Kumeyaay artifact in La Jolla park is blessed in tribal ceremony

Dewey and Tony Trujillo, Blue Eagle Vigil, Jamie LaBrake and Jesse Pinto Sr. sing bird songs.
Dewey and Tony Trujillo, Blue Eagle Vigil, Jamie LaBrake and Jesse Pinto Sr. sing bird songs as part of a blessing ceremony for a Kumeyaay bedrock mortar at Cuvier Park in La Jolla.
(Courtesy of Angela Sterling)

Two years after a Kumeyaay bedrock mortar was returned to Cuvier Park in La Jolla, members of various tribal councils conducted a blessing ceremony this month to commemorate the return and recognize the installation of a plaque at the site.

A bedrock mortar, sometimes referred to as a metate, is a stone milling feature historically used for grinding of grain, acorns or other food products, or herbs for medicine. This one was removed from the park five years ago to accommodate a sidewalk expansion project but was returned in 2019.

A plaque placed in front of the bedrock mortar in Cuvier Park.
A plaque placed in front of the bedrock mortar in Cuvier Park reads, “May the resiliency of the Kumeyaay forever be remembered.”
(Courtesy of Angela Sterling)

Tribal historic preservation officer Lisa Cumper said bird singers facilitated a blessing where speakers and others in attendance included San Diego Historical Resources Board member Courtney Coyle; tribal leaders including Sycuan Chairman Cody Martinez and Manzanita Chairwoman Angela Elliott Santos; tribal council and tribal members from the Jamul, Mesa Grande, San Pasqual, Sycuan and Viejas bands; and city of San Diego tribal liaison Myra Herrmann.

Cumper said the dedication was “so nice to have a place at the beach that recognizes the Kumeyaay are still here. Our ancestors were always there, we were everywhere, we weren’t just pushed to East County. We had a huge presence on the coast and throughout San Diego, and this just reminds people that we were there and are still there. We have a footprint on the coast.”

Tribal elder and educator Jesse Pinto said: “Our footprint is from the coast to the Colorado River, down to Mexico and up to Riverside. I see this as something that is ours and tells us we have been here and the ocean was part of us. It tells all of us, including the people that are here now, that the people were here and are still here. That rock being there tells the whole story for us and for the people that are still learning about us. It also allows us to give thanks to the Creator, as I call it. The Creator created this for us, so I see it as a spiritual feeling to have it recognized.”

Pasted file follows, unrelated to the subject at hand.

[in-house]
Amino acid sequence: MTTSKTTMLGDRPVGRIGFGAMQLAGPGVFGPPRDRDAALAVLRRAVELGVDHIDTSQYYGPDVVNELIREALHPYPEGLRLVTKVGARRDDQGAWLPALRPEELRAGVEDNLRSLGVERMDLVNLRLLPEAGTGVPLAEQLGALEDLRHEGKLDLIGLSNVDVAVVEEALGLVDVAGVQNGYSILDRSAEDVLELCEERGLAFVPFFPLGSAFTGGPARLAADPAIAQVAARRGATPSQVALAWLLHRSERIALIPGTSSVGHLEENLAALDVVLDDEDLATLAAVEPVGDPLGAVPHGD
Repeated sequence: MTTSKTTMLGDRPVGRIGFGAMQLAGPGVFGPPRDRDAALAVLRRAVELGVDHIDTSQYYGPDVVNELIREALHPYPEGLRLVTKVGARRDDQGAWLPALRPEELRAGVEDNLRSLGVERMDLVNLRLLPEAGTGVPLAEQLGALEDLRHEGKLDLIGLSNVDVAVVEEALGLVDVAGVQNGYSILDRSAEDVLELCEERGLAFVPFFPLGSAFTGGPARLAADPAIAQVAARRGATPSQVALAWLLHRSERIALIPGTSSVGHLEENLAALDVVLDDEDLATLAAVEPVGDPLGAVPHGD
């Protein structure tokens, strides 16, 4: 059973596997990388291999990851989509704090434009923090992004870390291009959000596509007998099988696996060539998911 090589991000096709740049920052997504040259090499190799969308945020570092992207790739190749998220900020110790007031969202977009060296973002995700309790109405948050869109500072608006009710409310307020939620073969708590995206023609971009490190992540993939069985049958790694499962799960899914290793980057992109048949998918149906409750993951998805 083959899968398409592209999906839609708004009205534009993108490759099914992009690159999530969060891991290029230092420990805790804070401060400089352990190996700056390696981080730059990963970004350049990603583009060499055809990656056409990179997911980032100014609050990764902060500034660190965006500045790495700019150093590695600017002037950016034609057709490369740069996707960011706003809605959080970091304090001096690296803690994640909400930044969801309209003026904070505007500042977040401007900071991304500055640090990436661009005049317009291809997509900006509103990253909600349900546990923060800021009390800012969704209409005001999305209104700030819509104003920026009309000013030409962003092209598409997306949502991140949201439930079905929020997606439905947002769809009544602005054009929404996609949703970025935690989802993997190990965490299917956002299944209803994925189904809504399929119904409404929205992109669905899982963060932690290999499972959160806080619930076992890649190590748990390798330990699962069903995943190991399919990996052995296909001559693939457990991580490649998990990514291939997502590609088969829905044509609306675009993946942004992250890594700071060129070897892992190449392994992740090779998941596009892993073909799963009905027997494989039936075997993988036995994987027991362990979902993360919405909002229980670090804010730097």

Jamie LaBrake burns sage as part of the blessing ceremony for the bedrock mortar.
(Courtesy of Angela Sterling)

In 2017, the 3½-by-2-foot bedrock mortar — sitting out in the open in the park alongside Coast Boulevard without any indicators of its significance — was removed to accommodate sidewalk expansion. Because the sidewalk was installed where the rock once was, the bedrock mortar now sits about eight feet from its original spot.

Before its removal, the bedrock mortar was not inventoried as a formal historic artifact, and local tribal councils were not consulted when it was moved. It was taken to the city’s Rose Canyon Operations Yard and stored in a fenced area. In February 2019, the city acknowledged in a letter to tribal leaders that “there should have been more oversight” and “there wasn’t a clear line of communication.”

That led to much discussion of where the bedrock mortar should ultimately end up. While some advocated returning the rock to Cuvier Park, others supported giving it to a local tribe.

The decision was to return it to La Jolla. At the time, Coyle gave credit to the La Jolla Parks & Beaches group, which in spring 2019 signed off on a letter to the tribal councils offering an apology for its removal and its support for the return or relocation of the bedrock mortar. Parks & Beaches facilitated the sidewalk project that led to the rock’s removal.

The bedrock mortar was returned in October 2019.

City representatives said at the time that a plaque would be placed at the site to “honor the Kumeyaay tribes and educate the public about this important piece of cultural history.”

The new plaque reads, “May the resiliency of the Kumeyaay forever be remembered.”

The city also has agreed to record the bedrock mortar on the appropriate California Department of Parks and Recreation forms and submit them to the South Coastal Information Center at San Diego State University to be entered in the California Historical Resources Information System.

“It was a battle to get it back,” Pinto said. “When the day arrived that it was put back and honored, we got as many tribal people to be there as we could. ... It all fell into place for us and made us feel so good that we accomplished and worked hard to get that put back. ... I’m glad it’s there, and hopefully people will walk by and wonder what it means and learn more about us.” ◆